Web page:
By Marc Kelley
SYndicated by: Montana News
On June 5, 1966, a young Black man named James Meredith, set out on what he called, a "walk." His intention was to cover the 220 mile journey across Mississippi, and illustrate, how we all as individuals, can stand against, what many considered to be, overwhelming fear. By his own words, Meredith explains, it was never his intention to"protest"; but rather, to exercise his right, as an American Citizen, to use the publicly funded, highways and byways, to wage his war, against fear. Meredith, had learned the lessons and benefits of standing against oppression in 1962, when he became the first Black person, to enroll at the University of Mississippi. Rather than joining the more popular Black Nationalist movement led by Stokely Carmichael or Dr. Martin Luther Kings, non-violent Civil Disobedience movement, Meredith set out on his walk as an individual, exercising his individual rights.
Meredith never considered or promoted his actions a "protest"; and as a result, he garnered only slight public and media attention. On the second day of his solitary "walk against fear", Meredith passed by a handful of reporters and law enforcement officials, when suddenly, a man began shouting " I just want James Meredith" and began firing his 12 gauge shotgun. Three rounds, from the would be assassins shotgun struck Meredith in the head, neck, back and legs knocking him to the ground. In a strange twist of fate, a twenty-six year old, AP photographer named Jack Thornell, had been assigned to capture some photos of Meredith as he passed through the Mississippi town of Hernando. Unbeknownst to Thornell, this moment in time would propel his work into the national spotlight, forever changing not only his career, but his life as well. Fortunately for Meredith, the rounds from the 12 gauge, contained only birdshot, and with the smell of gunpowder still in the air, Aubry James Norvell, the shooter, was arrested by a DeSoto County Sheriff. Norvell, an un-employed, hardware store clerk, became the first White man to be arrested in Mississippi for shooting a Black man. Pleading guilty to the shooting of Meredith, Norvell was sentenced to five years at the Mississippi State Prison, known as The Parchman Farm.
While the shooting of James Meredith is far less known to many people, this senseless act of violence would serve to fracture a deep divide, in the philosophy of the Civil Rights Movement. As James Meredith recuperated from his wounds, a gathering of the Civil Rights leaders; Dr. Martin Luther King, Stokley Carmichael and Floyd McKissick served to highlight the differing ideologies and tactics of these men. As he always had, Dr. King called for "peaceful, non-violent civil disobedience"; in contrast, Carmichael and McKissick who would go on on to found the radical, Black Power Movement and giving rise to the Black Panther Party.
Agreeing to put their ideological differences aside, the three civil rights leaders organized and resumed the march to Jackson, the Capital of Mississippi. For nearly three weeks, what was now called the "Meredith March", they moved through Mississippi. Aided and protected by armed Federal registrars, supporters of the Civil Rights Movement, registered thousands of African American's, as legal voters in the State of Mississippi. On the final day of the march, James Meredith, continued and finished his walk. Speaking with a deep understanding of the social issues of the day, Meredith is quoted as saying he was inspired by people on both sides of the color divide. Rather than pointing fingers, committing violence or further speaking in divisive terms, Meredith said " You can't forget that Whites were as unfree as any Blacks, White Supremacy was official and legal, enforced by judges and by the law…a White that failed to acknowledge and carry out the mandate of white supremacy was subject to the same persecution as any Black."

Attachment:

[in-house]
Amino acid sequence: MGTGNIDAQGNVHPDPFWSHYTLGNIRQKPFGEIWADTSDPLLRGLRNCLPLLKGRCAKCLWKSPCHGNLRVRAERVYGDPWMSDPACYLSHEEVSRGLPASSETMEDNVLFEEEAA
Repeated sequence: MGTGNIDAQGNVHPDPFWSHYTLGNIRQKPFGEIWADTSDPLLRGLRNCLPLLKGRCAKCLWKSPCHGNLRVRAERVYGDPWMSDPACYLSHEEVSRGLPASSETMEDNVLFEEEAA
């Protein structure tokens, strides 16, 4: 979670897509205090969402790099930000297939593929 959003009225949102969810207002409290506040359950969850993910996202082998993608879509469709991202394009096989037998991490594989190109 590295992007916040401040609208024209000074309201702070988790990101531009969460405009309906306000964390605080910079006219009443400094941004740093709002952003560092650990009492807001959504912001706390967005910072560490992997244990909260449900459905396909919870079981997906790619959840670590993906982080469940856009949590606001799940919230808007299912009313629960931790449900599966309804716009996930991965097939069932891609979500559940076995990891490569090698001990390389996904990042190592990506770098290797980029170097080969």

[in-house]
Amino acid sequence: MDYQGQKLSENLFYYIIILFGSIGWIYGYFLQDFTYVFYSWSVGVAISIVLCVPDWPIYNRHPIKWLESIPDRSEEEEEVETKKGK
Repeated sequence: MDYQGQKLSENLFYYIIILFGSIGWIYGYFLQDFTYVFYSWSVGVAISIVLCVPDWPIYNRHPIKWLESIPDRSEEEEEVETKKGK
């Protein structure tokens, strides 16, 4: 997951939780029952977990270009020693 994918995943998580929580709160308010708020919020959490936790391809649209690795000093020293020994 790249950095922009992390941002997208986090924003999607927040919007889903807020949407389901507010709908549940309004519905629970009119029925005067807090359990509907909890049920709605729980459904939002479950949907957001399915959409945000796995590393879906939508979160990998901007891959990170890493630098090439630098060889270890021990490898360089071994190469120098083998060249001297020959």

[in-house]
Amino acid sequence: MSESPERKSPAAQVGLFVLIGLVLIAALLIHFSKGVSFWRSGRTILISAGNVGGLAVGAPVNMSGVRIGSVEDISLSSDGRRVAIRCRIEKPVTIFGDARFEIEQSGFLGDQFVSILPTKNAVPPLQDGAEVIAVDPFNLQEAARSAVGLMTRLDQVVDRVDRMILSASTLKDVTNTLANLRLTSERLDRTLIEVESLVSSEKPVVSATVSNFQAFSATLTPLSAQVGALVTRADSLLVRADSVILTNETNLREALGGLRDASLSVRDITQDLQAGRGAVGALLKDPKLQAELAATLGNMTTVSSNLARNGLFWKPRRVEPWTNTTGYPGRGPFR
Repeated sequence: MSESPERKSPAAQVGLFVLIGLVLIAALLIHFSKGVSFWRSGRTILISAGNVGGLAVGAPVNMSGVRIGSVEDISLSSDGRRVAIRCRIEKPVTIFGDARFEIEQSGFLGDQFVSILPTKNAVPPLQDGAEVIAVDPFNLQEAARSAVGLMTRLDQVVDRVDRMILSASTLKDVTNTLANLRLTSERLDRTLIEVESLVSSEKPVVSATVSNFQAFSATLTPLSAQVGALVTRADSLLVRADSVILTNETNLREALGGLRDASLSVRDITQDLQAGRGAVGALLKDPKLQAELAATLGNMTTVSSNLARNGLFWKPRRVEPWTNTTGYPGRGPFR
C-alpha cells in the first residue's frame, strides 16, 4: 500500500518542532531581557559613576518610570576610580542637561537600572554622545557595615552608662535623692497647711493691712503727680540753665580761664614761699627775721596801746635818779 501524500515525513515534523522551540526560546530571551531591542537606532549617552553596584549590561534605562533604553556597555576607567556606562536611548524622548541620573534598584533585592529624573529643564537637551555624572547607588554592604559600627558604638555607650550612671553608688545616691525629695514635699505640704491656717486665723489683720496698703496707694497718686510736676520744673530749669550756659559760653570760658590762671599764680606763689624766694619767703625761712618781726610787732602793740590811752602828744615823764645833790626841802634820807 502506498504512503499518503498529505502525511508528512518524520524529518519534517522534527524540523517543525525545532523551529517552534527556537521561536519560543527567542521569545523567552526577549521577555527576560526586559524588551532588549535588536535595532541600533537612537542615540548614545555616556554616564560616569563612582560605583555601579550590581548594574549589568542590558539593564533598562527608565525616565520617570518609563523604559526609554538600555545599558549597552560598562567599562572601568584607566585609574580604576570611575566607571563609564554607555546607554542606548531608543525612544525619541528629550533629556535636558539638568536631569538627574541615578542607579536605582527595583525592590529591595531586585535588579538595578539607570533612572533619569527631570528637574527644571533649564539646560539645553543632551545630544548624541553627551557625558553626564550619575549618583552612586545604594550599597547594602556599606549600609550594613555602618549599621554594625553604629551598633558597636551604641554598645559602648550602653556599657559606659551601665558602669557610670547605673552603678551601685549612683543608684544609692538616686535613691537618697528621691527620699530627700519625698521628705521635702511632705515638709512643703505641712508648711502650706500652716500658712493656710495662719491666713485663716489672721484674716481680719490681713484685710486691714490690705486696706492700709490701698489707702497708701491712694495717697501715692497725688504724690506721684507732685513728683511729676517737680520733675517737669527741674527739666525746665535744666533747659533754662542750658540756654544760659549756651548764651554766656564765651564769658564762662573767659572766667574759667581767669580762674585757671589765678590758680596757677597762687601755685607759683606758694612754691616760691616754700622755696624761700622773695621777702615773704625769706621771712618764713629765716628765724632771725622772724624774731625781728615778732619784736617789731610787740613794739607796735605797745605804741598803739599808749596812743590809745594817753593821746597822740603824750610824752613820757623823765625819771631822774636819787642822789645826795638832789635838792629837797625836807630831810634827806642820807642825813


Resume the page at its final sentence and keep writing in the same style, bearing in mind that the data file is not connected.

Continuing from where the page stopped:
James Meredith would continue his life and continue to rise above violence and hatred. Graduating from Columbia law school, Meredith would twice run for Congress and be defeated on both attempts. Perhaps ahead of his time, Meredith's voice of reason and understanding, were not welcomed by the establishment elites. Today, at the age of 85, James Meredith lives in Jackson, Mississippi, the father to five children and Grandfather to another five, he continues to speak out on what he see's as our society's, "breakdown of moral character", by encouraging people to live by the Ten Commandments.
Inspired by Dr. King's concept of “somebodiness” which nurtures a sense of worth and dignity, Meredith teaches, if we see ourselves as a compassionate people, we must be inclusive, to ensure that everyone feels like they are somebody. Somebody, who is just as worthy as the next person, regardless of their faith, the color of their skin, their chosen religion or their personal lifestyle choices. We are all in this world together, and the forces of hate, disrespect and intolerance, will only assure us of our own destruction.
Some may say, this is an over-simplistic view, of the complex time in which we live. That White people, are simply the product of "white privilege" and therefore should keep their mouths shut, because they do not understand, the concepts of racism and social injustice. To these critics, the response should be….educate me, tell me how we can level the playing field for all Americans. Share your ideas, your dreams and your plans for a better life. It seems so elementary, we all could benefit by stopping and thinking about the sacrifices made by people like James Meredith and Dr. King. If we can only set aside our differences long enough to consider the concept of loving one another for what we have common, as opposed to hating one another for our differences; we just may, once again, glimpse the ideals of these GREAT men, who taught love and tolerance in a time, much like today, when very little love or tolerance existed.